Indra Bhattacharjee's Avatar
Indra Bhattacharjee
published in Blogs
Jun 07, 2019
Is Exxon’s (XOM, $74.85) U.S. onshore yield going the wrong way?

Is Exxon’s (XOM, $74.85) U.S. onshore yield going the wrong way?

Integrated oil giant ExxonMobil’s recent production history indicated a steady decrease in production over the last three years. In 2016, Exxon’s average daily oil equivalent production fell roughly by 1% on a y-o-y basis, while in 2017 it dropped roughly 1.7%. In 2018, it dropped another 3.8%. Overall, production fell roughly 6.4% in three years and for an oil-producing company, this isn’t a good trend.

A closer look shows the issue may not be alarming. Even after a rough 2018 in terms of average annual production, the numbers began to bounce back in the second half of that year with the trend being carried over to the first half of 2019, pushing y-o-y production up by 5%.

So, what’s the driver behind this improvement?

The answer: Exxon’s efforts in the onshore U.S. market, where the Permian Basin has finally begun to produce strong results. In 2018, the company initially expected to produce 600,000 oil equivalent barrels per day by 2025. But by the outset of 2019, the company revised its expectations and it now estimates to yield one million barrels per day by 2024. If accomplished, this will account for a massive 66% increase. So far, the company has produced only less than half the target in 2019. But by the time it reaches the target of one million barrels per day, it will only have drilled about half of its current inventory. This would mean that production could go higher than 100% in the next four years.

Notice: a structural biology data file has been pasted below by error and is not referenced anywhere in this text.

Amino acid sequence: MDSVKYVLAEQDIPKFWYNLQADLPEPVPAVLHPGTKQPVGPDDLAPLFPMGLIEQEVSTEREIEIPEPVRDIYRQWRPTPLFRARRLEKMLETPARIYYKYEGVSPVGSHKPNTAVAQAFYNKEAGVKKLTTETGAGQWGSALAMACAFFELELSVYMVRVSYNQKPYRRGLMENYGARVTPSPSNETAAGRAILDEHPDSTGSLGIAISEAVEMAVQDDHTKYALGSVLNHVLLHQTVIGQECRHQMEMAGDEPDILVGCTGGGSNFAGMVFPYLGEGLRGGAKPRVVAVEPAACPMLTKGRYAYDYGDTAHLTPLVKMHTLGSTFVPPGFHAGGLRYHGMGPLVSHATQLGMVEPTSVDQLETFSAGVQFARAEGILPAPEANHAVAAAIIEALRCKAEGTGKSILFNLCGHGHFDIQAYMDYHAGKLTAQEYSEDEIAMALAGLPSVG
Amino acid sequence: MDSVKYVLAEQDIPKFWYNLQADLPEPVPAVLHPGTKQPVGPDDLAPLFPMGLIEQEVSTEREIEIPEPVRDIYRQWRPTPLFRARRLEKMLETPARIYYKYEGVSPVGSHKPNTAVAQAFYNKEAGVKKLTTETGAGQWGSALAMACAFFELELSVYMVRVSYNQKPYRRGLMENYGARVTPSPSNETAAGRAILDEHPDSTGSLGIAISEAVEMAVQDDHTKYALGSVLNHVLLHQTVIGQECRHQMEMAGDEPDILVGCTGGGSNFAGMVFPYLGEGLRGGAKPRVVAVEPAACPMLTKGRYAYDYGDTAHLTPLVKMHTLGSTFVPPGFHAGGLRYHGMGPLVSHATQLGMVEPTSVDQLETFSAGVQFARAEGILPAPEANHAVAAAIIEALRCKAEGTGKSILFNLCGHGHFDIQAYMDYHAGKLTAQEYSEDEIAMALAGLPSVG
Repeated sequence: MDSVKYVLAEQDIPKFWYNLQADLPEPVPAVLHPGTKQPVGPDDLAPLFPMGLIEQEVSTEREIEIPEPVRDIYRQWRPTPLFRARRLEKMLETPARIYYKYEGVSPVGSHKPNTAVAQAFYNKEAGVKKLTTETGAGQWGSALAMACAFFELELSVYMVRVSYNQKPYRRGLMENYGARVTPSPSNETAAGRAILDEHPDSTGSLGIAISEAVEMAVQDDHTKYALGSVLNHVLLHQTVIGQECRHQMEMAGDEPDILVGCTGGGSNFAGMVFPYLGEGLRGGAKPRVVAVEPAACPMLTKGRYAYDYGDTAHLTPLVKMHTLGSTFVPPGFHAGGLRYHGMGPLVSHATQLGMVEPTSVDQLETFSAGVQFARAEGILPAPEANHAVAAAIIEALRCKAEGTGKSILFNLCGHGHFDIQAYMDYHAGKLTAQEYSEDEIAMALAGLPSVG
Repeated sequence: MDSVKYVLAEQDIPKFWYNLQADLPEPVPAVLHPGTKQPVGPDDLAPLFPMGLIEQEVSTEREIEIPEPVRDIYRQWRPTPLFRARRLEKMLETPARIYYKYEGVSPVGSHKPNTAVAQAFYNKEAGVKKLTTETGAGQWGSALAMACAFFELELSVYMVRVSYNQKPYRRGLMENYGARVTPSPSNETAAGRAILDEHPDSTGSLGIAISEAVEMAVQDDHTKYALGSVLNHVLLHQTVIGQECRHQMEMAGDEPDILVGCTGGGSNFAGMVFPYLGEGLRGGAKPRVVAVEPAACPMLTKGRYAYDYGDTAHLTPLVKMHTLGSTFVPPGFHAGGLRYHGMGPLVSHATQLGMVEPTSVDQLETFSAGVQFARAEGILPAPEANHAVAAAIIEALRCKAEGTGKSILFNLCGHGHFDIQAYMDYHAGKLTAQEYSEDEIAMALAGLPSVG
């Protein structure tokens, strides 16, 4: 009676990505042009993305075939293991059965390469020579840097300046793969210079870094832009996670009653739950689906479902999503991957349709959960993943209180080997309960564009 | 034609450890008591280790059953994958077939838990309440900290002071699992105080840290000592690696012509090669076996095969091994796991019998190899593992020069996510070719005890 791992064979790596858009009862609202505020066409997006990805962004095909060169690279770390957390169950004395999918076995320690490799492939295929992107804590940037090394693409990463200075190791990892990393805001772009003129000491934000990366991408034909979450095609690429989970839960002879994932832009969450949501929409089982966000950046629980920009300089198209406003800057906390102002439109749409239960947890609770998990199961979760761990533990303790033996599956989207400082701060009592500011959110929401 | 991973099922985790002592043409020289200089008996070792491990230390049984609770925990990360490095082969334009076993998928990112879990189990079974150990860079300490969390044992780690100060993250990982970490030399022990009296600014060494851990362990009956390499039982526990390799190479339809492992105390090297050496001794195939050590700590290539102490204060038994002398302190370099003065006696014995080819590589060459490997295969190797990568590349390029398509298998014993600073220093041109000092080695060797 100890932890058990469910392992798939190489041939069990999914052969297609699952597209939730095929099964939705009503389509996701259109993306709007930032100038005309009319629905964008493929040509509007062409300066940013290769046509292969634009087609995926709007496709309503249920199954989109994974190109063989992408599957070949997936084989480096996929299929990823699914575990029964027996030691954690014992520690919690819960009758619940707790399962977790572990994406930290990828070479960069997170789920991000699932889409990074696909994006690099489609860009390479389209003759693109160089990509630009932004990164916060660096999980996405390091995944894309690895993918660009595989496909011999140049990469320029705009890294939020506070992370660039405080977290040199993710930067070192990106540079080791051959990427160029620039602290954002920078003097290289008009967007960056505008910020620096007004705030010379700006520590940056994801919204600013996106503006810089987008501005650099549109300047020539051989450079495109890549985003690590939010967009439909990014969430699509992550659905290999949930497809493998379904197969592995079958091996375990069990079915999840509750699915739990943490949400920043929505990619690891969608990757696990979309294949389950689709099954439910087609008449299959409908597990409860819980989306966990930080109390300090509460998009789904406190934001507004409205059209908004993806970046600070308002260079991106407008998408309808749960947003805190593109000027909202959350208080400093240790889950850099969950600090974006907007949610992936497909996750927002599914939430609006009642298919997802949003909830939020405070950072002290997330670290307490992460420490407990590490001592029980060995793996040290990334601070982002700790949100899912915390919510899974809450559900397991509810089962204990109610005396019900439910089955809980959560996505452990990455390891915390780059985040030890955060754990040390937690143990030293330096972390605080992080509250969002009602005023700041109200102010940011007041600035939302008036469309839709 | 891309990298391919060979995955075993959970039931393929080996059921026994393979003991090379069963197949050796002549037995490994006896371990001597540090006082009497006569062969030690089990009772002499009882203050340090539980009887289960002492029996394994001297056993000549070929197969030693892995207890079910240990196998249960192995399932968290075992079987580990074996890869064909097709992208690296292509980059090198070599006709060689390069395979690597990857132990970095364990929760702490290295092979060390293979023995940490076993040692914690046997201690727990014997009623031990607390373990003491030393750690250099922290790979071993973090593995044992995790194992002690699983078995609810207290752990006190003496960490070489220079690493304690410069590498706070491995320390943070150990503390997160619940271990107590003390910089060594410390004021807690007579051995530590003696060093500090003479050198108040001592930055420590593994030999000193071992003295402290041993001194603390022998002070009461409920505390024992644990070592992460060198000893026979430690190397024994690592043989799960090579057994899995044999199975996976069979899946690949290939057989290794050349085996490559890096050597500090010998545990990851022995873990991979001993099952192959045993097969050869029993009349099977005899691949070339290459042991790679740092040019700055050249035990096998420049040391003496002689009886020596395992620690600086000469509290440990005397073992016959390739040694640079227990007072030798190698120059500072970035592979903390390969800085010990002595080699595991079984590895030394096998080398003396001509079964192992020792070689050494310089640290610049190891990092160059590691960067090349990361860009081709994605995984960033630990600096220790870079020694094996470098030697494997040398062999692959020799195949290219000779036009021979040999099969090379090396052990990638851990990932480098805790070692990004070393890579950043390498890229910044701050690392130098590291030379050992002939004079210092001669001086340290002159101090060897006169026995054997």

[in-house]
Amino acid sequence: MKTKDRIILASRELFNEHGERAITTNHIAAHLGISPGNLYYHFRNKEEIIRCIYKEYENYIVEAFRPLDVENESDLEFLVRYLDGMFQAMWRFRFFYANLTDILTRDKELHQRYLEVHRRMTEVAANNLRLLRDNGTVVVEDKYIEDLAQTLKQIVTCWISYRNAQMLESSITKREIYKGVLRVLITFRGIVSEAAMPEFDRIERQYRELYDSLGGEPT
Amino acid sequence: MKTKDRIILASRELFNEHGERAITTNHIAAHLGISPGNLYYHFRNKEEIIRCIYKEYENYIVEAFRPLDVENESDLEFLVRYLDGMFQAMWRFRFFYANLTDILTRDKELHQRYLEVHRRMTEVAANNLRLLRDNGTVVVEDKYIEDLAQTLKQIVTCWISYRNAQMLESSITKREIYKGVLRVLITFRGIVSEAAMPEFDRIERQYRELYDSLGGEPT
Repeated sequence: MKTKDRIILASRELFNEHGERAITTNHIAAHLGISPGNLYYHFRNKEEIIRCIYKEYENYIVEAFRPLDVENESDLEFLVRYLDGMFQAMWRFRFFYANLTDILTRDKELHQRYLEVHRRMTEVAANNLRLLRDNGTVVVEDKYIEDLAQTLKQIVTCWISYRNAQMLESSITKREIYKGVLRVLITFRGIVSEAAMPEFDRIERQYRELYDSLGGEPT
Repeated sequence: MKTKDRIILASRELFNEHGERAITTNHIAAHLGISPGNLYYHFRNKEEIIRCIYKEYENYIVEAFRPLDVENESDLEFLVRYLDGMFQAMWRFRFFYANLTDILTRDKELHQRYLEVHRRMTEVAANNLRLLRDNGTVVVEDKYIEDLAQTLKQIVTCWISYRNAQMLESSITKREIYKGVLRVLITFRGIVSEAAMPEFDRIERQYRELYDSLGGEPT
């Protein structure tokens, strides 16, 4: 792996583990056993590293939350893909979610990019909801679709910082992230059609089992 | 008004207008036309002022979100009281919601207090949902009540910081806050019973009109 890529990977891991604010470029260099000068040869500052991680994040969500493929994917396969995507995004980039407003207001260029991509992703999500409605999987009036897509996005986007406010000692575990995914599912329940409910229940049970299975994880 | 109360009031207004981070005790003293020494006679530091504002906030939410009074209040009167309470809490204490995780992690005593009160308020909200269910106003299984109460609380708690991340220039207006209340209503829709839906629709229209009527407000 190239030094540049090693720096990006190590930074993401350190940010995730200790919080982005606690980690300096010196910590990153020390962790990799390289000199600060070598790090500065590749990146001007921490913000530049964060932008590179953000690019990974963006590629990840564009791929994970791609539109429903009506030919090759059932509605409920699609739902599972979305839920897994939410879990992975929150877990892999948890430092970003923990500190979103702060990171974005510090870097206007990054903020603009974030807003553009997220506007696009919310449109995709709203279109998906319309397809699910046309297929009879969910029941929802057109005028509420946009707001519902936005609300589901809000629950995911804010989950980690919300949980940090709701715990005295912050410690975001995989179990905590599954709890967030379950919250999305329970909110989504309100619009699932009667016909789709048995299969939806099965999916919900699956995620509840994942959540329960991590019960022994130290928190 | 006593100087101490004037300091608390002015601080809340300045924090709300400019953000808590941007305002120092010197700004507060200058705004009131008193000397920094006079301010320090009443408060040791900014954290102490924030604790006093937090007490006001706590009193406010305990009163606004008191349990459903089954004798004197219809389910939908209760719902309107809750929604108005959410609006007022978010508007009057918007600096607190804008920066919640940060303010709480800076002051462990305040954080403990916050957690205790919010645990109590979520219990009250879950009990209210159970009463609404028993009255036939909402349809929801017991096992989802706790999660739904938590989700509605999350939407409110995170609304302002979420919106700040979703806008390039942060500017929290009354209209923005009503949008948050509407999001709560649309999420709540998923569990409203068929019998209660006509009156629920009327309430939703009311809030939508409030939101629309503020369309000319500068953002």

However, the exciting bit is that even if oil trades at only $35 per barrel, the company still expects to garner a 10% return considering its production scale.

Related Tickers: XOM
Sergey Savastiouk's Avatar
Sergey Savastiouk
published in Blogs
Mar 07, 2021
4 Tricks Hedge Funds Use to Get Ahead

4 Tricks Hedge Funds Use to Get Ahead

If the stock market were Major League Baseball, hedge funds and institutional investors would be the pros on championship teams while everyday self-directed investors (SDIs) are the benchwarmers in the minors.It’s how they get ahead, and it’s why 90% of SDIs lose money trying to play (invest and trade) in the major leagues. The 4 tricks we discuss below are rooted in one common theme: they all use Artificial Intelligence and algorithms to generate data and ideas.
John Jacques's Avatar
John Jacques
published in Blogs
Mar 22, 2018
A.I. Stock Market Predictions: Head & Shoulders

A.I. Stock Market Predictions: Head & Shoulders

Statistics for the Head-and-Shoulders Bottom Pattern The days where only hedge funds used algorithms to trade stocks are officially over. Now retail investors can use Artificial Intelligence (A.I.  Here’s an example of the algorithm in action: Late last year, Tickeron’s A.I.
Sergey Savastiouk's Avatar
Sergey Savastiouk
published in Blogs
Jul 10, 2020
3 Stocks to Buy if Coronavirus Second Wave Hits

3 Stocks to Buy if Coronavirus Second Wave Hits

By analyzing market trends from the first wave, you can predict behavior for the second. Technology stocks have performed at historic levels this year, but the market is severely overbought.To compensate for that, look at performance during Q1 and Q2, the height of global Covid shutdowns.